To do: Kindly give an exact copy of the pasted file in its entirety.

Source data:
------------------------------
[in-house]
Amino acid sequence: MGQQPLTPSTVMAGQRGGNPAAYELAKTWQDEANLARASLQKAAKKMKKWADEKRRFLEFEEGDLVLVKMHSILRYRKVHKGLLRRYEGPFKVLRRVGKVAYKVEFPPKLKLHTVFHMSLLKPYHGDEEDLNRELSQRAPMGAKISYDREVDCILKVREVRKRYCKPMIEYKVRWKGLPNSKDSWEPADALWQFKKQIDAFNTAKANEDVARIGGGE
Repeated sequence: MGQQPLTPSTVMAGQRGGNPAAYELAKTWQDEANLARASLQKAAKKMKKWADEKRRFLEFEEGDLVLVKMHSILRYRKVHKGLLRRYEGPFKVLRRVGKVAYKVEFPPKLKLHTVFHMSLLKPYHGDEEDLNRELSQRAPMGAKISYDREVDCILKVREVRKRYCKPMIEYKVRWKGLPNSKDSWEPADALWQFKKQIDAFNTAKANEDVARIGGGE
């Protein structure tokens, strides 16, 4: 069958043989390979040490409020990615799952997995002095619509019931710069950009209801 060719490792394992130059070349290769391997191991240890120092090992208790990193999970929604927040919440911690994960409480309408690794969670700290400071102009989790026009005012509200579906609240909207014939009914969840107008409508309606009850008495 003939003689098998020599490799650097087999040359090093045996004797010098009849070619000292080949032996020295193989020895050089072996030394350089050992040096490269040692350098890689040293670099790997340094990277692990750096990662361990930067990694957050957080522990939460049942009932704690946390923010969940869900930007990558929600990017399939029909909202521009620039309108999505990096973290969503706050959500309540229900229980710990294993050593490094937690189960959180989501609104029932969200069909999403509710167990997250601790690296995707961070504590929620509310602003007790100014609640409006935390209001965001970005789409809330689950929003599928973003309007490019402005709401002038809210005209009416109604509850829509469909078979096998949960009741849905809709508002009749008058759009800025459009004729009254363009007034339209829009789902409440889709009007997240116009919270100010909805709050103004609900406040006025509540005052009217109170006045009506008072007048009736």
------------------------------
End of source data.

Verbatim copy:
[in-house]
Amino acid sequence: MGQQPLTPSTVMAGQRGGNPAAYELAKTWQDEANLARASLQKAAKKMKKWADEKRRFLEFEEGDLVLVKMHSILRYRKVHKGLLRRYEGPFKVLRRVGKVAYKVEFPPKLKLHTVFHMSLLKPYHGDEEDLNRELSQRAPMGAKISYDREVDCILKVREVRKRYCKPMIEYKVRWKGLPNSKDSWEPADALWQFKKQIDAFNTAKANEDVARIGGGE
Repeated sequence: MGQQPLTPSTVMAGQRGGNPAAYELAKTWQDEANLARASLQKAAKKMKKWADEKRRFLEFEEGDLVLVKMHSILRYRKVHKGLLRRYEGPFKVLRRVGKVAYKVEFPPKLKLHTVFHMSLLKPYHGDEEDLNRELSQRAPMGAKISYDREVDCILKVREVRKRYCKPMIEYKVRWKGLPNSKDSWEPADALWQFKKQIDAFNTAKANEDVARIGGGE
């Protein structure tokens, strides 16, 4: 069958043989390979040490409020990615799952997995002095619509019931710069950009209801 060719490792394992130059070349290769391997191991240890120092090992208790990193999970929604927040919440911690994960409480309408690794969670700290400071102009989790026009005012509200579906609240909207014939009914969840107008409508309606009850008495 003939003689098998020599490799650097087999040359090093045996004797010098009849070619000292080949032996020295193989020895050089072996030394350089050992040096490269040692350098890689040293670099790997340094990277692990750096990662361990930067990694957050957080522990939460049942009932704690946390923010969940869900930007990558929600990017399939029909909202521009620039309108999505990096973290969503706050959500309540229900229980710990294993050593490094937690189960959180989501609104029932969200069909999403509710167990997250601790690296995707961070504590929620509310602003007790100014609640409006935390209001965001970005789409809330689950929003599928973003309007490019402005709401002038809210005209009416109604509850829509469909078979096998949960009741849905809709508002009749008058759009800025459009004729009254363009007034339209829009789902409440889709009007997240116009919270100010909805709050103004609900406040006025509540005052009217109170006045009506008072007048009736």